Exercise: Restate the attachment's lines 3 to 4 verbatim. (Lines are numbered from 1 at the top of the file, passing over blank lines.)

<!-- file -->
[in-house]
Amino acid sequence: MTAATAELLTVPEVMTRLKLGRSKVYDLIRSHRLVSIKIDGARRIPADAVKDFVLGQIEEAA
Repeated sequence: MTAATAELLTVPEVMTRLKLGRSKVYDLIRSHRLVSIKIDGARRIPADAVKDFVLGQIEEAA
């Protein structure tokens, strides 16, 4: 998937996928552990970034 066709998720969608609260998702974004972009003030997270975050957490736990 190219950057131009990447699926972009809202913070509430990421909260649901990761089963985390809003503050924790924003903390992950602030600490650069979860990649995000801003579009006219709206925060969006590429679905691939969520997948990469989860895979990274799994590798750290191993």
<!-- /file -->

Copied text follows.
Repeated sequence: MTAATAELLTVPEVMTRLKLGRSKVYDLIRSHRLVSIKIDGARRIPADAVKDFVLGQIEEAA
């Protein structure tokens, strides 16, 4: 998937996928552990970034 066709998720969608609260998702974004972009003030997270975050957490736990 190219950057131009990447699926972009809202913070509430990421909260649901990761089963985390809003503050924790924003903390992950602030600490650069979860990649995000801003579009006219709206925060969006590429679905691939969520997948990469989860895979990274799994590798750290191993």